Creating Culture By Robert McFarland
The Four Steps to Creating Culture
When Joshua was leading the Israelites into the Promised Land, they were entering an area where idolatry was rampant, child sacrifice was common, and ritual prostitution was the norm of the culture. God told them not to do all the all the detestable practices of the nations they were displacing, or else they would be defiled by those practices (Leviticus 18:26-30). As a result, the Israelites had to establish their culture in the land, and not be influenced by the culture of the inhabitants of the land. In sum, God wanted them to be culture pioneers.
Your workplace likely needs you to be a culture pioneer. Based on research conducted by Gallup, Inc., business has been stuck in unhealthy managerial models for a long time. Every year, Gallup releases their State of the American Workplace report, which details the dysfunctional condition of workplaces in America. Their 2017 report was no exception.
Gallup’s Chairman and CEO Jim Clifton summarized it well: “These figures indicate an American leadership philosophy that simply doesn’t work anymore. One also wonders if the country’s declining productivity numbers point to a need for major workplace disruption.”[i] Unfortunately, many businesses don’t even realize that their leadership models are unhealthy. As a result, they do not realize that their leadership style is causing many of their problems.
But workplaces can be environments where people thrive. You can produce an environment where people are valued and appreciated. You can produce a workplace where the humanity of employees is affirmed. And when employees feel valued, then they will provide more value to the people they serve.
You will find a template to design cultural change at your workplace using a strategy composed of the following four actions. This process of culture change can be implemented and applied through the process of what is taught, what is celebrated, what is modeled, and what is permitted.
What You Teach
Leadership must teach their team what they want them to know about their culture. Training must be an active component of the workplace. The values that are important to leadership must be actively taught.
What You Celebrate
Leadership must recognize, reward, and reinforce the behaviors they want to perpetuate throughout the organization. As a result, the team will repeat and replicate the behaviors.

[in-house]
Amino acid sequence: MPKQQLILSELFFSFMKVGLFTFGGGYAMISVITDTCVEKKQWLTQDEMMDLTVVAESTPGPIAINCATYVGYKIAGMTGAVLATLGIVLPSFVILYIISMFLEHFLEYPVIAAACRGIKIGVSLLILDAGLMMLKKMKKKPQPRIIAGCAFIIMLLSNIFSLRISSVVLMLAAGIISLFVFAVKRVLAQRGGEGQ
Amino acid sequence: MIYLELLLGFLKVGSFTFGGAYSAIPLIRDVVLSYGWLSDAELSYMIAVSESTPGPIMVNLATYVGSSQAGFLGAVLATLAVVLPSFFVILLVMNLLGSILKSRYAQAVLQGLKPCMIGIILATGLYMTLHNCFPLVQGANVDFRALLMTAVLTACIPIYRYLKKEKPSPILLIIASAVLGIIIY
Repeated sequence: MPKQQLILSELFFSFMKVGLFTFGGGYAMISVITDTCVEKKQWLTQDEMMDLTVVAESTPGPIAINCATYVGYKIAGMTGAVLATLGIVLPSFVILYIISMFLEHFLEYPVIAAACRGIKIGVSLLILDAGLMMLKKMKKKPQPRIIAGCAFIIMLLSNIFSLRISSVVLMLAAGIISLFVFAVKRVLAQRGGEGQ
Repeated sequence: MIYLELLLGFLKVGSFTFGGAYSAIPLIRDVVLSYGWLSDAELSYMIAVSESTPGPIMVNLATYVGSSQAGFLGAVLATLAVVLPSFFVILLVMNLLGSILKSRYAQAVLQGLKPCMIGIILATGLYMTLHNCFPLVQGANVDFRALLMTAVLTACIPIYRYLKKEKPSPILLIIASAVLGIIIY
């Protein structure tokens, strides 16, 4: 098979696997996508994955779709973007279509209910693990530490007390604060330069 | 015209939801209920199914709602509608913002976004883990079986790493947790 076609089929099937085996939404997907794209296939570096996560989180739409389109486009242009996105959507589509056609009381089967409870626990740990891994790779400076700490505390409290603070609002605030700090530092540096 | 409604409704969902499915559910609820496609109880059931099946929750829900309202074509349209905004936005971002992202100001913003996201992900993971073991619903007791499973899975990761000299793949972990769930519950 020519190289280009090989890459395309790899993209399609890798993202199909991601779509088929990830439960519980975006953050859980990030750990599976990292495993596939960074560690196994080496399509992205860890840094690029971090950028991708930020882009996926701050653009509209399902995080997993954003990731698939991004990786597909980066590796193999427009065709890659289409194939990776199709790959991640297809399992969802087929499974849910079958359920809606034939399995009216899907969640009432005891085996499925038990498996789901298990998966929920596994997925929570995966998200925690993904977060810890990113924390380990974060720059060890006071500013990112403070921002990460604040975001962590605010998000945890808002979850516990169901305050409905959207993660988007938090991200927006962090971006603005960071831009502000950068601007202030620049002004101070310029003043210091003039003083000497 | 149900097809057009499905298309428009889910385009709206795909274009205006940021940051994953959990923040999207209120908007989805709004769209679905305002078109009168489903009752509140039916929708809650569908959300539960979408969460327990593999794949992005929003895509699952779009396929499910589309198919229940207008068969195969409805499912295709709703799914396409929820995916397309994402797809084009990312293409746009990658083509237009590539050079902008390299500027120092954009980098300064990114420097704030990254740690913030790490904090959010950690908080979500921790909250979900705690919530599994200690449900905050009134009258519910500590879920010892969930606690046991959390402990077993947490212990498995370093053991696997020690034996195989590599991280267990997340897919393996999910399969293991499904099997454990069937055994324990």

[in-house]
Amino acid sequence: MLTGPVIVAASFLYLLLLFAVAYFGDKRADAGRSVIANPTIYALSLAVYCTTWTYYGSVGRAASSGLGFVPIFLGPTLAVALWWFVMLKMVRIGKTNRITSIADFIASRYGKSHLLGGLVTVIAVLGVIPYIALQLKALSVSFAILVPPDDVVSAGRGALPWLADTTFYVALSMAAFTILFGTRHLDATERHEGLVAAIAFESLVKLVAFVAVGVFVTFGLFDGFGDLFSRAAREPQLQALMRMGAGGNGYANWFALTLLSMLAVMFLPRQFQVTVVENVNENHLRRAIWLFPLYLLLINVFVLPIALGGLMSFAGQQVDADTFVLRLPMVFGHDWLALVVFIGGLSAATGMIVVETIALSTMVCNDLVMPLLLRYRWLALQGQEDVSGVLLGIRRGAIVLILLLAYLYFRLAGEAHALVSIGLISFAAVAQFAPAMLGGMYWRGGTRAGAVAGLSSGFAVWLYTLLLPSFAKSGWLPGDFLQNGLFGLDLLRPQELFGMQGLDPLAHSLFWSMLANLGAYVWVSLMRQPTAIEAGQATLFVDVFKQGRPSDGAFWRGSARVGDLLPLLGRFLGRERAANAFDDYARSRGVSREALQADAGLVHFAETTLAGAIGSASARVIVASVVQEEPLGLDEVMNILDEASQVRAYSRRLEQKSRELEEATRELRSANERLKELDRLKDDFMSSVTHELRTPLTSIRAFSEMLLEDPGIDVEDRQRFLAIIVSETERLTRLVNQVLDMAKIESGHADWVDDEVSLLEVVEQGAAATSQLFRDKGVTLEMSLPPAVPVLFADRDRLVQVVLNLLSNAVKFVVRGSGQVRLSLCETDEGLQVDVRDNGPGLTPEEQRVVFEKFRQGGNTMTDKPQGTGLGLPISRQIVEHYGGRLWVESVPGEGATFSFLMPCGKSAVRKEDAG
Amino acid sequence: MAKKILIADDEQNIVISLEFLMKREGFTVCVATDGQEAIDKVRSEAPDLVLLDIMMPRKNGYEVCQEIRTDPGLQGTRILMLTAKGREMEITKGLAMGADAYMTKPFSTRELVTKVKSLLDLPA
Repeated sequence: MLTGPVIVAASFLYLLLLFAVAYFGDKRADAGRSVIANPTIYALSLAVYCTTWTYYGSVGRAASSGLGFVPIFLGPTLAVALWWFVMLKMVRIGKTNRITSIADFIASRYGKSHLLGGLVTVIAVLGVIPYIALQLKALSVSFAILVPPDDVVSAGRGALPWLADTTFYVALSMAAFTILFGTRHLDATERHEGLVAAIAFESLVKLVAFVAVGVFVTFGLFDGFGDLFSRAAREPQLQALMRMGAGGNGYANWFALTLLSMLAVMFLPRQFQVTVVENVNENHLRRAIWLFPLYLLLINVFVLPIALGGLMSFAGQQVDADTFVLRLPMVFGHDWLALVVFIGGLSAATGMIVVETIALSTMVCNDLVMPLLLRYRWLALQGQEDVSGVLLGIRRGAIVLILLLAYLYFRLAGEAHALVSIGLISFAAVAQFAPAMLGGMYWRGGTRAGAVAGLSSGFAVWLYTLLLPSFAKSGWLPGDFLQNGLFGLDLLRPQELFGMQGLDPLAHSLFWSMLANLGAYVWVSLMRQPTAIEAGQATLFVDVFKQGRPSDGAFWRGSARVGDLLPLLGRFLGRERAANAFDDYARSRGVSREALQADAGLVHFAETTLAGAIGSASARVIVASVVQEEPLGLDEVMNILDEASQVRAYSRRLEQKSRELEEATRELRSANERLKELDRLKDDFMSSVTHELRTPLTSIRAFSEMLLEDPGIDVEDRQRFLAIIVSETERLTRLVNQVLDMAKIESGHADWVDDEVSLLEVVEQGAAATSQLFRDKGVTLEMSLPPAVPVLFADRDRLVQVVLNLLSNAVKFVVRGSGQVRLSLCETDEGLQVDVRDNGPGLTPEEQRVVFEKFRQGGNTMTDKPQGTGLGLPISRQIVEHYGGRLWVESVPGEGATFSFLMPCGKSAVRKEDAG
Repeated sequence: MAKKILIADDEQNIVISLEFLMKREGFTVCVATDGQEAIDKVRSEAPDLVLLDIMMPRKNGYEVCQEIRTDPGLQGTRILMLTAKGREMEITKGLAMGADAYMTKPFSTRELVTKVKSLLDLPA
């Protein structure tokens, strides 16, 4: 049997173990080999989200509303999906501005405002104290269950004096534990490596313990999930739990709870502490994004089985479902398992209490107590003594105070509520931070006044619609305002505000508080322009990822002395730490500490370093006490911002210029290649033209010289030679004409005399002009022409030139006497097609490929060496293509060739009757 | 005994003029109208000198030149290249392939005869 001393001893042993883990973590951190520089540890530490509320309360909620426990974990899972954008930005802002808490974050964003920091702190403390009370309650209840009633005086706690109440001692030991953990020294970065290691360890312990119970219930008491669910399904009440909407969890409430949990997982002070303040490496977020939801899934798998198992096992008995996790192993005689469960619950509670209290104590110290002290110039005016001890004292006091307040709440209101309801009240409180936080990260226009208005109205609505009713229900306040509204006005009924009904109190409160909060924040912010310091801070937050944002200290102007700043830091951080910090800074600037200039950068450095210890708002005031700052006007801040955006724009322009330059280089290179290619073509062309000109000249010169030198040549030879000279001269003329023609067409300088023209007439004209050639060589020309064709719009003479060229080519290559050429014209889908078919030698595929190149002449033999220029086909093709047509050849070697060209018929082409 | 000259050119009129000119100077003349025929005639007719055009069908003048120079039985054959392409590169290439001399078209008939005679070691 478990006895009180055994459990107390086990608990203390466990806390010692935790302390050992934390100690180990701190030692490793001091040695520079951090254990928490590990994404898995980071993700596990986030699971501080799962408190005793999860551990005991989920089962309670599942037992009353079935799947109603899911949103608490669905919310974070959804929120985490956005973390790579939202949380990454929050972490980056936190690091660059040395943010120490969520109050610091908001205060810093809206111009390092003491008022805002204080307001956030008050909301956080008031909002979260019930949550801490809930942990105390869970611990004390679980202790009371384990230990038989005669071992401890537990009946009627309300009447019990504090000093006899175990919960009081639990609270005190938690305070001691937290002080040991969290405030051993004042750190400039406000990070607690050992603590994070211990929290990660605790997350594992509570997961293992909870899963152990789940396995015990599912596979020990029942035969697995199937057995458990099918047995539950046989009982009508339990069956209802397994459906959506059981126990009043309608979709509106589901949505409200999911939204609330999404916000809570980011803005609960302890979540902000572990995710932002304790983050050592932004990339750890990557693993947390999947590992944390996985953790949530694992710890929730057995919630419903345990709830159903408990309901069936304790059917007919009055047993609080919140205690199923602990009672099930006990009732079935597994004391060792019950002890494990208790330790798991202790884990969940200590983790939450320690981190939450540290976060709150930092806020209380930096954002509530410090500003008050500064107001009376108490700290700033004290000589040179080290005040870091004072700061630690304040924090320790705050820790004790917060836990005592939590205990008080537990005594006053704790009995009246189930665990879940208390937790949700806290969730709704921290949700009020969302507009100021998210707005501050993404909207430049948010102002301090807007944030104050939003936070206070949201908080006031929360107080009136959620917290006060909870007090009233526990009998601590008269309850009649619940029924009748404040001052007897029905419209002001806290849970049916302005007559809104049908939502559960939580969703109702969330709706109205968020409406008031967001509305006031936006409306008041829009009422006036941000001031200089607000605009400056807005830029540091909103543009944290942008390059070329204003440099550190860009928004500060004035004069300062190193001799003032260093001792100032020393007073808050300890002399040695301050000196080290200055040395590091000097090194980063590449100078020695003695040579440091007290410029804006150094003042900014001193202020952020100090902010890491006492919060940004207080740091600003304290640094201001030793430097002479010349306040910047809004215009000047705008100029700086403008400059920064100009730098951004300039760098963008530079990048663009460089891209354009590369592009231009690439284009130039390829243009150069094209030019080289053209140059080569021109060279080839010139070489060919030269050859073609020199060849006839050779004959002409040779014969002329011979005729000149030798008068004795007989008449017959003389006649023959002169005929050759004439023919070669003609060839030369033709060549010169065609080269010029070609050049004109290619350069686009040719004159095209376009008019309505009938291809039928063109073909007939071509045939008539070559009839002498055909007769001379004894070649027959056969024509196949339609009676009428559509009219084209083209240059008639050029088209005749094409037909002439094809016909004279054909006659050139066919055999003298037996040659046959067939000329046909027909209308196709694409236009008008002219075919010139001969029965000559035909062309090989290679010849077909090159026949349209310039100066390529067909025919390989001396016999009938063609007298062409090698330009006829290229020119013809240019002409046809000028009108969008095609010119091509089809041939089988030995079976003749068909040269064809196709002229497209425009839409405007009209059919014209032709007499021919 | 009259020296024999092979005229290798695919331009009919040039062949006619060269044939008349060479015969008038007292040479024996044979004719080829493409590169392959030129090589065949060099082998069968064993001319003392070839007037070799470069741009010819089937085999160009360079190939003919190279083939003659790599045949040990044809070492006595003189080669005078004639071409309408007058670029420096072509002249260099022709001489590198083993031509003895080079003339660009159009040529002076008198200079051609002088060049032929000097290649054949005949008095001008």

What You Model
Leadership must personify the change they want to see in their workplace culture. The team will not buy into the change if leadership is not wholeheartedly committed to it. The change must be seen before it will be copied.
What You Permit
Leadership must be serious about follow through. If the leaders allow behavior that goes against their core values, it will undermine all their active efforts to change the culture through teaching, celebrating, and modeling.
Culture change will require intentionality of design and consistency of implementation over a prolonged period of time. By implementing these intentional steps, you can change how you perceive your role in your workplace and use your newfound influence to effect the change you want to see. It is my hope and prayer that you will be changed as much through this process as your workplace will be. Someday may you see how many lives you have transformed because of your culture pioneering efforts.
[i] Gallup, Inc., State of the American Workplace (Washington, D.C.: Gallup, 2017); accessed at http://www.gallup.com/reports/199961/state-american-workplace-report-2017.aspx.
Robert McFarland is the author of the #1 international best seller, Dear Boss: What Your Employees Wish You Knew. Robert is also Blogger-in-Chief at RobertMcFarland.net, where he helps intentional Christians lead impactful lives, and he is President of Transformational Impact LLC, an executive leadership development consultancy helping leaders achieve the results they want in business and in life. He can be reached at firstname.lastname@example.org.
Robert McFarland will be sharing his wisdom with the senior leaders of human resource divisions at the Outcomes Conference 2018. To learn more about the Chief Human Resource Officer (CHRO) Forum follow this LINK.
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